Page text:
JUL 19, 2021 8:23 PM PDT

The Pandemic and Fewer Asthma Attacks?

WRITTEN BY: Alexandria Bass

Asthma sufferers: Quarantine during the pandemic may have not only helped you avoid COVID but more asthma attacks as well. A new article in The Atlantic revealed that asthma attacks plummeted during the pandemic.

While doctors across the US expected the worst from their asthma patients during COVID-19 outbreaks, they were pleasantly surprised. Drops in hospitalizations and doctor's visits for asthma from their usual numbers were reported across multiple countries in Europe and Asia as well. 

So what's to blame for this noted decrease? Scientists suspect asthma sufferers fared better than usual because of quarantine and less exposure to the more common cold and flu viruses that trigger asthma attacks. This is pivotal because it shifts importance from the more controllable common household allergens as likely culprits of asthma attacks to respiratory viruses.

Investigators had to check that reported drops in asthma attacks and hospitalizations weren't from people just avoiding medical treatment during the pandemic to avoid potential exposure to COVID. Elliot Israel, a pulmonologist in Boston, had already started studying minority patients' asthma attacks through at-home questionnaires well-before and throughout the pandemic. Data confirmed that asthma attacks had decreased during the pandemic –as drastically as by 40%. Interestingly, Israel's study found no clear correlation between this drop in attacks and changes in air pollution exposure.

Besides less exposure to respiratory viruses, other potential factors that could have contributed to fewer asthma attacks during the pandemic not ruled out by the study were better patient adherence to long-term asthma medication while staying at home for longer bouts and less exposure to chemicals outside of the home.

As masks become less common and COVID less rampant, cold viruses are starting to resurge. Only time will tell how asthma sufferers will now be affected.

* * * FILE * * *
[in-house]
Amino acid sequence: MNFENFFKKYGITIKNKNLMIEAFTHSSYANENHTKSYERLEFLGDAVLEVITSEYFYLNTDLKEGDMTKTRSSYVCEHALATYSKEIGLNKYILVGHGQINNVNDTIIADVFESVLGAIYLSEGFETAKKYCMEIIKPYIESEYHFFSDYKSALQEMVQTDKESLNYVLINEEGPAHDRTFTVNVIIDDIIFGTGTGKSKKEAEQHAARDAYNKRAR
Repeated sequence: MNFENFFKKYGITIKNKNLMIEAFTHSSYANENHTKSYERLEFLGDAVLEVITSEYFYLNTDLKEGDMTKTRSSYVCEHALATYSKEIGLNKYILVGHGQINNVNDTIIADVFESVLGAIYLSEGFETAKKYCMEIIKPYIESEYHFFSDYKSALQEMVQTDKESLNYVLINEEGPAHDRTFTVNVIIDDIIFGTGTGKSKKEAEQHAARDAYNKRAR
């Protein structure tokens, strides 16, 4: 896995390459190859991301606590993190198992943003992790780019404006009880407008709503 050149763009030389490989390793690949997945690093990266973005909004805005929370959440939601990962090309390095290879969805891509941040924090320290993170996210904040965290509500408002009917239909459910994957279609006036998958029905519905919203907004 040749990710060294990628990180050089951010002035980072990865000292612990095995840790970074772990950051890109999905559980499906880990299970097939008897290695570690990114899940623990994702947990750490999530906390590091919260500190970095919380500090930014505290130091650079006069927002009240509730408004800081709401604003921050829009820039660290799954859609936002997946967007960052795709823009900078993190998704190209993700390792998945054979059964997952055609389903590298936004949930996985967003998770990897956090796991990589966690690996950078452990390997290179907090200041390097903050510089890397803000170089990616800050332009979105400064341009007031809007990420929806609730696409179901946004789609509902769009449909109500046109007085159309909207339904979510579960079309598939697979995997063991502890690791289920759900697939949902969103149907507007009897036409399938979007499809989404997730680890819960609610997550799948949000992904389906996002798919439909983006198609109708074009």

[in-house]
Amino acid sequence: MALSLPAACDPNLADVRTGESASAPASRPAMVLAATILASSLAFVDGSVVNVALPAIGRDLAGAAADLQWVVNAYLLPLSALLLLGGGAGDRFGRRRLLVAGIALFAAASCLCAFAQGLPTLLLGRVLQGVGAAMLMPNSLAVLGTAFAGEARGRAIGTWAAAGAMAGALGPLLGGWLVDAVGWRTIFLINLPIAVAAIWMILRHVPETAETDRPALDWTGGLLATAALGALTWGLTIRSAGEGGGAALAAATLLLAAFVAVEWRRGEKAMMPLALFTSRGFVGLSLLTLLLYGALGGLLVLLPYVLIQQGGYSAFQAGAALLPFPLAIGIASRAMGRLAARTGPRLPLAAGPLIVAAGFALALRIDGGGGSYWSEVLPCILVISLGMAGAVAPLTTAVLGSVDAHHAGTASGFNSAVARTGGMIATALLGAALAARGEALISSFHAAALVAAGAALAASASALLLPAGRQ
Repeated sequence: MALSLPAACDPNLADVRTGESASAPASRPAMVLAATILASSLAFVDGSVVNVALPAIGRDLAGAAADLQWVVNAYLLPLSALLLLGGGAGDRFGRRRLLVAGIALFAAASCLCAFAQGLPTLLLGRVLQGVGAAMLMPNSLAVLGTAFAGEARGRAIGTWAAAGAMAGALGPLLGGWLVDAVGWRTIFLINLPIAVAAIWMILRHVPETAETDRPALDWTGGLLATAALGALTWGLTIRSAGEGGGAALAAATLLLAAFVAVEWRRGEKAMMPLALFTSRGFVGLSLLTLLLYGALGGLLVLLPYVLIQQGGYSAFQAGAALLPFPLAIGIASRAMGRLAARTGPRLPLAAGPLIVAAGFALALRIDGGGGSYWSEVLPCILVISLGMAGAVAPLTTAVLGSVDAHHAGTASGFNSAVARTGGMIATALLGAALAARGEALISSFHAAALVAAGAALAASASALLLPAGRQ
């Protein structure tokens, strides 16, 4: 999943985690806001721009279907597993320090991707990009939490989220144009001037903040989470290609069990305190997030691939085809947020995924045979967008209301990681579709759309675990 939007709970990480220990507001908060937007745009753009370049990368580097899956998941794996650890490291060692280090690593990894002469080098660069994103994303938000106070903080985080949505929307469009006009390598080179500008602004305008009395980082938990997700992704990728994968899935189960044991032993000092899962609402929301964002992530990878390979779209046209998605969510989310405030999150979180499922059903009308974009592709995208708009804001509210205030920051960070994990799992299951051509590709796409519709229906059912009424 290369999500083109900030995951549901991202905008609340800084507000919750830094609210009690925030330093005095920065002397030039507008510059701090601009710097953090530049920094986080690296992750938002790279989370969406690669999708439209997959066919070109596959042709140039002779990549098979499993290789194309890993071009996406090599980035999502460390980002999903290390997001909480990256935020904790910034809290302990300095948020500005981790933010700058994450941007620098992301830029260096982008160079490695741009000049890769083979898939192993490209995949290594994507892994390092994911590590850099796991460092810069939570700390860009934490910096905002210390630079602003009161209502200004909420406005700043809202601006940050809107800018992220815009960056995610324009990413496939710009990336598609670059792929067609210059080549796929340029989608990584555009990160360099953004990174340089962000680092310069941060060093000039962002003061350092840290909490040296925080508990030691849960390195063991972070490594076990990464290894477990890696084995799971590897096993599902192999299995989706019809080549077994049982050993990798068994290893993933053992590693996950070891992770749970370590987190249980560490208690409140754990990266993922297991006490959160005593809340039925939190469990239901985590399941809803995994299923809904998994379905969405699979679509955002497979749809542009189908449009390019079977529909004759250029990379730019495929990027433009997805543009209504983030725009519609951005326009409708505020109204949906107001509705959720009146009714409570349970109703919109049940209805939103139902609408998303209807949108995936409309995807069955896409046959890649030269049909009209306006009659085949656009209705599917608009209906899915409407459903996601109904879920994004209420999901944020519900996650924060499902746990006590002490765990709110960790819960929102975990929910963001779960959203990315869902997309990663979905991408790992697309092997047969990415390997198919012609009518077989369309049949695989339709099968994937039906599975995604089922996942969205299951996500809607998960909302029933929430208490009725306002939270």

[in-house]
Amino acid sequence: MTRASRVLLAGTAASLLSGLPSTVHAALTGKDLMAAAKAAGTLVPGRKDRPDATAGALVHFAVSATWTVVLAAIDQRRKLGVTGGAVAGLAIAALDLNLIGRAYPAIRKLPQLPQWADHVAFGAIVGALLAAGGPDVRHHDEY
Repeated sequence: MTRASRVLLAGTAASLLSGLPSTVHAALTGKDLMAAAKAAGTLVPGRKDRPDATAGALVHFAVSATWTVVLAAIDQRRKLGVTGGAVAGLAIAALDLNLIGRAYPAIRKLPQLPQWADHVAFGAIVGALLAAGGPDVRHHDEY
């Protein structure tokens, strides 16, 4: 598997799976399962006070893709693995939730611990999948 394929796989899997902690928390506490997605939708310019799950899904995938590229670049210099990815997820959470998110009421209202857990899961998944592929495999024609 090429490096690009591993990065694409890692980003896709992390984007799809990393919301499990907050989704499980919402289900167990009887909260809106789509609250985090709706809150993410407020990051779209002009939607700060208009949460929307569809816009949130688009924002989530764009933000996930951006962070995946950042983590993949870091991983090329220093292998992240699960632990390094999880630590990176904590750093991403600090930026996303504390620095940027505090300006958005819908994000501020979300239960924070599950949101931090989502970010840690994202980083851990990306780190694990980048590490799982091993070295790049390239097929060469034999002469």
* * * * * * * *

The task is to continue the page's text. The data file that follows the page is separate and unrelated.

About the Author
  • Alexandria (Alex) is a freelance science writer with a passion for educating the public on health issues. Her other professional experience includes working as a speech-language pathologist in health care, a research assistant in a food science laboratory, and an English teaching assistant in Spain. In her spare time, Alex enjoys cycling, lap swimming, jogging, and reading.
You May Also Like
JUL 08, 2021
Technology
Digital "Pass" for Confirming COVID-19 Infection Status Goes Open Source
JUL 08, 2021
Digital "Pass" for Confirming COVID-19 Infection Status Goes Open Source
As the world starts to emerge from the coronavirus pandemic and seek some sense of normalcy again, people still have a l ...
JUL 08, 2021
Neuroscience
Tooth Loss Linked to Cognitive Decline and Dementia
JUL 08, 2021
Tooth Loss Linked to Cognitive Decline and Dementia
A person’s risk of cognitive decline grows with each tooth lost, says a new study published in JAMDA: The Jou ...
JUL 08, 2021
Genetics & Genomics
Is It Possible to Prevent Leukemia in Down Syndrome Patients?
JUL 08, 2021
Is It Possible to Prevent Leukemia in Down Syndrome Patients?
Children with Down syndrome have a significantly higher likelihood myeloid leukemia occurring in the first five years of ...
JUL 27, 2021
Immunology
Rethinking Immune Responses Involved in Skin Hypersensitivity
JUL 27, 2021
Rethinking Immune Responses Involved in Skin Hypersensitivity
A study by immunologists at the University of Copenhagen has revealed a never-before-seen immune pathway invol ...
JUL 25, 2021
Genetics & Genomics
Understanding How Mitochondrial Dysfunction May Cause Parkinson's
JUL 25, 2021
Understanding How Mitochondrial Dysfunction May Cause Parkinson's
Parkinson's disease is a complex neurodegenerative disorder. While age is a major risk factor, genetics and environmenta ...
AUG 03, 2021
Plants & Animals
Teeth Record Life's Stressful Events in Primates
AUG 03, 2021
Teeth Record Life's Stressful Events in Primates
New research suggests stressful physical and social events leave permenant lines on your teeth.
Loading Comments...